College Football Stadiums: A Vaccination Station?

Nov 5, 2021

By Kyle Conkle

Colleges and universities are in a unique position this year as they attempt to effectively approach how to implement policies and procedures that allow for fans to safely attend games in the midst of an on-going global pandemic. With the arrival of multiple COVID-19 vaccines and numbers decreasing collectively at times across the U.S. following distribution, colleges and universities have been hopeful that much of the “how to handle” issues related to the virus are behind them.

Unfortunately, that is not the case, and considering the consequences of potentially another year without attendance, figuring out an alternative has been the priority. Protecting the health and safety of players, coaches, spectators, and other personnel connected to college football is vitally important, but many colleges and universities can ill afford another year without the revenue that college football brings, especially for smaller schools reliant on such funds.

Certain states appear to be less concerned about implementing COVID-19 protocol, which in some cases has made the process simpler for universities operating underneath said umbrella, while others have been proactive in incorporating restrictions which may make the undertaking quite demanding. The varying rules and expectations across the country certainly have an impact on players, coaches, athletic administration, and fans. But what is the nature of enforcement and could it potentially violate any rights?

It could be argued that the inception of such ideas began through observation of what most locations necessitated for travel, and given the transfer conceptually, colleges and universities saw the writing on the wall with what could be absorbed to standardize within their domain in hopes of mitigating the risk of the rising Delta variant while protecting permissible admittance. With Tulane University being on the forefront of the movement, the confining verbiage requires proof of a COVID-19 vaccination or a negative COVID-19 PCR test result within 72 hours of entering the stadium. The University of Oregon and Oregon State University quickly followed suit, but the school that perhaps made the most waves once they decided to go that route was Louisiana State University. Currently, it is on the respective schools to make the decision regarding capacities and protocol per local and state guidelines. Attempting to balance health and safety with personal choices and individual liberties has proven to be a challenging endeavor to say the least.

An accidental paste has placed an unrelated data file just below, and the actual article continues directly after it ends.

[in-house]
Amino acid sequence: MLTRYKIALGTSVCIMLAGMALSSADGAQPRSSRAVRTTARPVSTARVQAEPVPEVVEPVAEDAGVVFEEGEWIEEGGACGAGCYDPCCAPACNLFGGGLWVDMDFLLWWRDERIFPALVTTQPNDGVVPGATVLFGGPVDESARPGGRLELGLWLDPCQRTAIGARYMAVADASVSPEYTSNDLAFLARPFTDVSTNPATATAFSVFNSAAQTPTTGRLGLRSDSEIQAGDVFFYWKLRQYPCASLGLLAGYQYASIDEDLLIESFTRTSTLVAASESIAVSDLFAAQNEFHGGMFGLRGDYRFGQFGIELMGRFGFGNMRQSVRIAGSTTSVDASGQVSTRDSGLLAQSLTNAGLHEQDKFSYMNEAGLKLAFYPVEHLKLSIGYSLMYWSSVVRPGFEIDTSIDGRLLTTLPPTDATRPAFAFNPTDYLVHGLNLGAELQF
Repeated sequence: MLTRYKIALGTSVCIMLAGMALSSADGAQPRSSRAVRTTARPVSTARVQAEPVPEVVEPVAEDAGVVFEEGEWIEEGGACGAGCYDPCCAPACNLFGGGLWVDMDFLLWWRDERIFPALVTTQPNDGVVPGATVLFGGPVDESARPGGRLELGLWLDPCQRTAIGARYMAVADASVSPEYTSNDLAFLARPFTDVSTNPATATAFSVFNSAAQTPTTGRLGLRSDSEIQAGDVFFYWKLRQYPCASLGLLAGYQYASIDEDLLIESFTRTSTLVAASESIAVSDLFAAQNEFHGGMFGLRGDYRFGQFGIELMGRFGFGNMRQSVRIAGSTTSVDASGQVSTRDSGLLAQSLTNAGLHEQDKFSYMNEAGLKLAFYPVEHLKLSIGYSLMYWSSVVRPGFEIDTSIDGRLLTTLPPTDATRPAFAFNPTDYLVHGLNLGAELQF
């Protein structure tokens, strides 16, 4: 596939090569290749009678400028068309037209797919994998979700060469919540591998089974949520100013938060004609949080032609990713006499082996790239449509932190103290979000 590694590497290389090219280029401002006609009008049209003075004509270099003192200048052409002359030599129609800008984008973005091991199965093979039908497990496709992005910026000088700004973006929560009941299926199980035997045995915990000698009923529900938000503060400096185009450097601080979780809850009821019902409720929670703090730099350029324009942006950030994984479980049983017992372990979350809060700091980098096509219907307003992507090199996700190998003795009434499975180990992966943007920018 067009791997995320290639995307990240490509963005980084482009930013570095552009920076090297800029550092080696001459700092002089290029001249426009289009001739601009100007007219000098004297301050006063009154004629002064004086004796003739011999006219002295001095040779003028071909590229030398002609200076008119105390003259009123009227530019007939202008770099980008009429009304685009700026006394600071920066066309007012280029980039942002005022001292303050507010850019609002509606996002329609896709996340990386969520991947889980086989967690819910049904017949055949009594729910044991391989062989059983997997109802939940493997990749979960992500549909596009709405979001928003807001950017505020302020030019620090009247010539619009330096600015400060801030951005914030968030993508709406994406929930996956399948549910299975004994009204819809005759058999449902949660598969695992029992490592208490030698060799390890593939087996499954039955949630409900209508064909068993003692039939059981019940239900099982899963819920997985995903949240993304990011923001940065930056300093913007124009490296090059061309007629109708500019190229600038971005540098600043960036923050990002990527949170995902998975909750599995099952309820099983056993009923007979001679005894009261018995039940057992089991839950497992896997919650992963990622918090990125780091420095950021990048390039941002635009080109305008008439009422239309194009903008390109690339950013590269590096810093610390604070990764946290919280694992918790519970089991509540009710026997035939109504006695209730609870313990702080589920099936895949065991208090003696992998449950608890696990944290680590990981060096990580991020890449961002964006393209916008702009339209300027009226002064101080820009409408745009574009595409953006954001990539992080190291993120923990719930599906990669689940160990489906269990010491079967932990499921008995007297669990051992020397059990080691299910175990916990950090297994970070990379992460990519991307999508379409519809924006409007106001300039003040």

While many individuals are calling for a consistent set of guidelines instituted by the NCAA, they have only provided recommendations for vaccinated and unvaccinated people at this time. With politics playing a major role in how standards are received, the NCAA likely removed the target from their back by eliminating themselves from the equation. Although it may seem clear on the surface what to do, actually carrying it out may prove much more difficult.

For instance, many colleges and universities utilize volunteers or outside companies to handle ticket taking or access control. Most often, this only includes a simple ticket, but now these individuals may be tasked with checking a vaccination card or negative COVID-19 PCR test. Have these individuals had the time to be properly trained on recognizing official/falsified documents? Does a proper training for checking the aforementioned documents exist at this level yet? Are they prepared to handle the unruly fan looking for a case? Or is the requirement really just a way to cover the colleges and universities from liability without the actual intent to truly enforce?